ISRA is a multi-use area of about 4500 acres, with many bike trails, a beach and camping areas, and is bounded on the N by the Grand River. Sessions Lake feeds a small stream that eventually runs into the Grand River. It's a large enough area that we felt we ought to have some good opportunities to collect from a variety of habitats. We quickly netted several Libellulidae and Coenagrionidae that were new county records, and the shoreline of Sessions Lake was quite thick with Halloween Pennants (Celithemis eponina), Eastern Pondhawks (Erythemis simplicicollis), Widow skimmers (Libellula luctuosa), and the Black Saddlebags (Tramea lacerata). Only L. luctuosa and C. eponina were not new records. A lot of damselflies were recently-emerged tenerals, and many of those were Enallgma basidens, the Double-striped bluet -- another new record. A gomphid was buzzing past us near some rocky areas, and Jeff finally snagged it -- a Black-shouldered spinyleg, Dromogomphus spinosus -- and not a new record! I was able to net an Epitheca princeps (Prince Baskettail) on a most lucky swing. I also found some exuviae of the species on a concrete barrier. That was a new county record, and the first corduliid recorded for Ionia. I am sure some May/June collecting would turn up a slew of new records.
After collecting until after noon, we headed over to the N of ISRA that borders the Grand River. It was pretty hot and sunny, so it was good to get to the picnic shelter off Riverside Drive and have some lunch before we headed down to the river. It has been quite dry this summer, and the Grand River was obviously lower than usual, as we could see the exposed banks. There wasn't too much flying there, except for Calopteryx maculata (Ebony Jewelwing) and Argia apicalis (Blue-fronted Dancer). Of course, there were some dragonflies flying on the OTHER side of the river!
The Grand River
As we walked back up the trail to the parking lot, we scared up a feeding River Cruiser, which none of us could collect. It was feeding along a powerline cut, which is always a great place to check. Doug suggested that we take a look at the stream, which looked like it might be productive earlier in the season. There were lots of riffles and cobbles, and the stream was cool...though not as cold as I would have liked on that hot day.
We saw Ebony Jewelwings along the creek, and Jeff missed netting a Fawn Darner (Boyeria vinosa), which would have been yet another county record! Otherwise, there was not much else at that time of the day.
Doug had to head back home, but Jeff, Quinn, and I decided to try our luck at the Portland State Game Area (PSGA), a few miles to the SE. The PGSA follows the Grand River, and is discontinuous, surrounded by farmland. However, the rich woods we saw looked pretty nice, and I wish i had realized that there were multiple entrances to the section we visited. We parked at a gate that was closed, but since the road was washed out in some places, perhaps it is just as well that we didn't try driving it. We kept scaring up Macromias in the field edges, and Jeff finally caught one just before we left for the day -- it was a Macromia illinoiensis, which wasn't a new record. By the way, I should mention that Jeff and his son Quinn make a good team. I was greatly impressed by Quinn's knowledge and his demeanor.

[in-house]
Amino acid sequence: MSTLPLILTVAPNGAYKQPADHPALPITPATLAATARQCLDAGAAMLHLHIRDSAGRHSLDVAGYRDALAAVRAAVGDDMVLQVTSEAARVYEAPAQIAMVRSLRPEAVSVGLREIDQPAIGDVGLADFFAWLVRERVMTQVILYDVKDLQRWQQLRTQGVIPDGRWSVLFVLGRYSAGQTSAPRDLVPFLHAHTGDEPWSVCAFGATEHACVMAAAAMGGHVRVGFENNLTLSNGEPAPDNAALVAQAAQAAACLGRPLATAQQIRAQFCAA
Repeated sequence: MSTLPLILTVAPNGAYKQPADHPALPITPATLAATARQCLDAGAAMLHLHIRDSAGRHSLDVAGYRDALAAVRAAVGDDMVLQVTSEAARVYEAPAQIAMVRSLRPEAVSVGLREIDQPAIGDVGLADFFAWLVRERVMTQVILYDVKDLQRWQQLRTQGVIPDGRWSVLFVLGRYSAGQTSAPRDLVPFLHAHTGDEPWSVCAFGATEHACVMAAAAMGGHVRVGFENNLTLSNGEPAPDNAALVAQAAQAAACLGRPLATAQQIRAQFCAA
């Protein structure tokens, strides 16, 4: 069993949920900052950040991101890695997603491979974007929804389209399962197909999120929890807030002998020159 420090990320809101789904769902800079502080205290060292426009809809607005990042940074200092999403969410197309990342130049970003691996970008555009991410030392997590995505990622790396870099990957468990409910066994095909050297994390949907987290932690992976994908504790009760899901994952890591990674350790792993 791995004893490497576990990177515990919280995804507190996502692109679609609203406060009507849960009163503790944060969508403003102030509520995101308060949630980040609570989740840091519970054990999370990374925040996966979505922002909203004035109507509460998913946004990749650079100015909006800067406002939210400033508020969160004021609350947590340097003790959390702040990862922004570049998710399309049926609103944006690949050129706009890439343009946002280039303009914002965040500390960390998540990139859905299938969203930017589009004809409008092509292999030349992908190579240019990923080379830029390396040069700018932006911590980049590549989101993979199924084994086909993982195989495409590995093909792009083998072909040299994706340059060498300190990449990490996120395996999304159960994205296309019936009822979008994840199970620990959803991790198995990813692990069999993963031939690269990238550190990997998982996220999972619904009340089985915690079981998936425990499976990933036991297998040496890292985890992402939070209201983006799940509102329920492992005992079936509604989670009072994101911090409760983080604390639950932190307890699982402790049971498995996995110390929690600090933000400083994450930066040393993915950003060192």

I did catch a new record in the path to the river -- a Dragonhunter (Hagenius brevistylus) - such a monstrous dragonfly with such a small head!
Those always impress me, and believe me, it was a lucky swing. Once we were at the Grand River, we saw a lot more activity than we had downstream earlier. Quinn immediately caught a Hetaerina americana (American Rubyspot), which were fairly numerous along the vegetated banks. The river had cobbles and much more flow to it than where we had been earlier. Common Green darners (Anax junius) were constantly cruising around, and I am sure there had to be some Stylurus, but I did not see any. It was getting towards 5 pm so we headed back to our vehicles. The only downside to the PSGA is that people can access it with ORVs, and two idiots sped by us on the dirt road several times, speeding up and letting the gravel fly as they approached. However, the riverside was quite relaxing and promising insofar as a place to look for gomphids next June.
I had a good day with Doug, Jeff, and Quinn, and we did pretty well for the first week of August. One thing of note, we did not see a single Sympetrum during the day, nor did we see any Lestes!
New Ionia County records on 08/04/2012:
Calopterygidae - Hetaerina americana
Coenagrionidae - Argia apicalis, Argia tibialis, Enallagma basidens, E. carunculatum, E. civile.
Aeshnidae - Boyeria vinosa - (no voucher)
Gomphidae - Hagenius brevistylus
Corduliidae - Epitheca princeps
Libellulidae - Celithemis elisa, Erythemis simplicicollis, Libellula pulchella, Pachydiplax longipennis, Perithemis tenera, Tramea lacerata.
That's fifteen new county records for one day in August. Add to that the species that we saw/collected that day that were not new records (8 species) for a total of 23 species for the day. That's not too shabby for August!
Now, if only we could do this every week.